Following an independent assessment of problems in the building and construction industry, the Building Ministers’ Forum (BMF) has developed a roadmap for reform. And one of the key changes it has signalled is the need for a nationally harmonised registration scheme for building practitioners, including engineers.
The implementation plan is a product of the Building Confidence report (aka the Shergold-Weir report) commissioned by the BMF in 2017 and published in 2018. The stated aim of the plan is to “restore community confidence in Australia’s building and construction industry”.
The BMF has prioritised six recommendations from the Building Confidence report that it believes would benefit from a consistent national approach. Number one is that each jurisdiction requires the registration of building practitioners involved in the design, construction and maintenance of buildings. This includes builders, engineers and designers.
The BMF has set a target of three years for this and the other reforms to be implemented.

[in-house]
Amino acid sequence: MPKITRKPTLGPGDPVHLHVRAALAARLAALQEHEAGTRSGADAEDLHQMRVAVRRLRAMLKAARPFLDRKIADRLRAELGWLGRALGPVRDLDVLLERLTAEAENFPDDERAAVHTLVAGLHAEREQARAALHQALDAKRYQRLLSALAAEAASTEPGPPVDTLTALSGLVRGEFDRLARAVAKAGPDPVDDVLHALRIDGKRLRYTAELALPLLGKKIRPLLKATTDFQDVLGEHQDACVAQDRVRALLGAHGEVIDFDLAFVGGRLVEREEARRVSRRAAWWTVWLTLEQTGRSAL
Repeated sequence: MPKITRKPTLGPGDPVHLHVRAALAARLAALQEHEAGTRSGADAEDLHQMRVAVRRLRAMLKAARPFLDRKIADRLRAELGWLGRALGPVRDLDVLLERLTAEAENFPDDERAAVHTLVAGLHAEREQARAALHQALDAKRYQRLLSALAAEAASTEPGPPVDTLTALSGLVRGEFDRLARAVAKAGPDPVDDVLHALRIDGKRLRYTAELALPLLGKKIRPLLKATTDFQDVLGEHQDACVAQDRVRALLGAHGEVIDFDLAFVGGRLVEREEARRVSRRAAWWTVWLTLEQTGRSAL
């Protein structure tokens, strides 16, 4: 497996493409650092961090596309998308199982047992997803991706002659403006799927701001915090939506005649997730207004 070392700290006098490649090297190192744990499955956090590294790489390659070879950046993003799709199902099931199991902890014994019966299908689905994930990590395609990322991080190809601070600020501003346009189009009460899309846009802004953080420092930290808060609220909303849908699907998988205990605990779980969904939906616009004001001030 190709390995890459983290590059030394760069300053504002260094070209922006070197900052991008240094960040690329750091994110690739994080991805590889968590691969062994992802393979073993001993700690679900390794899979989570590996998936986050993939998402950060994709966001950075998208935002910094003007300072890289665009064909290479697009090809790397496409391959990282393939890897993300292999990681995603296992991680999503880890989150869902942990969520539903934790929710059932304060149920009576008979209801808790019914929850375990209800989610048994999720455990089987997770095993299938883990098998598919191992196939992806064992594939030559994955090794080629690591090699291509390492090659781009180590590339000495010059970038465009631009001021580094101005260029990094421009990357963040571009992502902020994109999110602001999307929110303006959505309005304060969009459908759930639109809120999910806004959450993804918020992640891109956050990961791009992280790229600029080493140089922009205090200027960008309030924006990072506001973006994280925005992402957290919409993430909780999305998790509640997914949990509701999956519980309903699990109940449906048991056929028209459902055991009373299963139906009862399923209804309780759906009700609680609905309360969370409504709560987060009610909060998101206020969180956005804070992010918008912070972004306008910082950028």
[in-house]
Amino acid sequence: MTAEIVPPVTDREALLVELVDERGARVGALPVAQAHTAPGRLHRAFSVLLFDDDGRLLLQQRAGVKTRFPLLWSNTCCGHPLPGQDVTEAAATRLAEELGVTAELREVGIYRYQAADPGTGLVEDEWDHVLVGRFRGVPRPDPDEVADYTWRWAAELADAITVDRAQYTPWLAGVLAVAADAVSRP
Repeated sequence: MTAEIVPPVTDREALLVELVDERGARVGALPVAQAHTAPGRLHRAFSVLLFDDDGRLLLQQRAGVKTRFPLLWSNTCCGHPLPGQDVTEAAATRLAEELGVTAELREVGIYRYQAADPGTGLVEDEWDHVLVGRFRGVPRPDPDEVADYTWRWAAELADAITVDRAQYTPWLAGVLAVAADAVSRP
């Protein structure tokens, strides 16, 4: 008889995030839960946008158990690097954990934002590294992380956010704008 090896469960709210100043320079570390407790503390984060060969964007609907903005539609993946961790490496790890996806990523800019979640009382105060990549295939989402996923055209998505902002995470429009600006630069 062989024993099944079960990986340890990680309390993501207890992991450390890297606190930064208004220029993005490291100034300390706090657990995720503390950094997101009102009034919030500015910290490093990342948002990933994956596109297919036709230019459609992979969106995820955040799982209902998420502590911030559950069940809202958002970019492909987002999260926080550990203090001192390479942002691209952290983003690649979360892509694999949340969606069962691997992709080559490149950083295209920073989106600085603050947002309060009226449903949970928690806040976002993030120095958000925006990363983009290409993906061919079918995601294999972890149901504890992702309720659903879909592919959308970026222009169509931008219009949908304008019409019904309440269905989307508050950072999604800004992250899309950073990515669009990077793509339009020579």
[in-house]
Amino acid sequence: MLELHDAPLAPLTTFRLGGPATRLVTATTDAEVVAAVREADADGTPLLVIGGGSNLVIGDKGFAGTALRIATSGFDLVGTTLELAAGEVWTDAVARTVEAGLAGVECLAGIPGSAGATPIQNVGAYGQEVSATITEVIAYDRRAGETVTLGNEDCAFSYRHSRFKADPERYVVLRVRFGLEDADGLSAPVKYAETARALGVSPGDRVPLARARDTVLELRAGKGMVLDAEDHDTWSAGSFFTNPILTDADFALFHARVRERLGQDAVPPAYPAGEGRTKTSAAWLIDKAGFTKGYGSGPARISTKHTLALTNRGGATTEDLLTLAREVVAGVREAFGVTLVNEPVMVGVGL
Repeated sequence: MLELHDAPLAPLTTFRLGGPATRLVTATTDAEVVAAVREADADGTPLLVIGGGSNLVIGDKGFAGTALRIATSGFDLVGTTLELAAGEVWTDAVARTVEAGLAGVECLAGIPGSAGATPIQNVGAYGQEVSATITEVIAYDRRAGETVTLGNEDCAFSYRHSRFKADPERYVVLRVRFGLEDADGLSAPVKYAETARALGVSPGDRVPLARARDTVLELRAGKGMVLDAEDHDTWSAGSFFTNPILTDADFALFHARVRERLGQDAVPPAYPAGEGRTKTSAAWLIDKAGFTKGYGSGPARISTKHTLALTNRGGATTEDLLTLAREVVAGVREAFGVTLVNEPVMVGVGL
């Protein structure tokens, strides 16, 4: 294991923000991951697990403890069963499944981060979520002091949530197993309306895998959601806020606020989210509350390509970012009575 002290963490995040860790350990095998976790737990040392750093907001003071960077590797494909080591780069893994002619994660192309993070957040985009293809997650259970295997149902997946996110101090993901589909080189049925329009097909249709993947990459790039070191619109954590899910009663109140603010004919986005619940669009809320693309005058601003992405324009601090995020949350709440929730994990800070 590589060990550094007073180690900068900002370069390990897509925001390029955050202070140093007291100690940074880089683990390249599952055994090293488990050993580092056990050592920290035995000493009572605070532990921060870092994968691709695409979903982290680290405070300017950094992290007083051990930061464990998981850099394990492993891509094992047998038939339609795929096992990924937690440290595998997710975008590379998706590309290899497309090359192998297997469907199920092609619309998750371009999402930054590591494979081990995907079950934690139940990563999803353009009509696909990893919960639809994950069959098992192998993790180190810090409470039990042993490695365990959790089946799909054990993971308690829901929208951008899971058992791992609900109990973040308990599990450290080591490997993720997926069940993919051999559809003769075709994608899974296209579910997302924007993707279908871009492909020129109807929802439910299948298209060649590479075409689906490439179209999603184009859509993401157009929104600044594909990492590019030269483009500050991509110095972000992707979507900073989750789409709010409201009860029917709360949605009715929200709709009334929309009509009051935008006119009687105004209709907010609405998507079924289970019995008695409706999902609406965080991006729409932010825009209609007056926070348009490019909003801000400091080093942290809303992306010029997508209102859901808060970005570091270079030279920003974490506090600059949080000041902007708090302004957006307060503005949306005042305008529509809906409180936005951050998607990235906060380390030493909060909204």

Many in the industry have welcomed the plan to introduce professional registration, noting that the reforms are long overdue.
“It is a considerable anomaly that engineering is one of the few professions not to have a mandatory licensing scheme,” says Tony Gleeson, M.AIRAH, CEO of the Australian Institute of Refrigeration, Air Conditioning and Heating (AIRAH).
“Despite the fundamental role played by engineers in the economy, the complex and important work they perform, and their pivotal part in ensuring public safety, most are not required to hold any kind of formal registration.
“This stands in stark contrast to other leading professions such as law, medicine, nursing and teaching, as well as many trades.”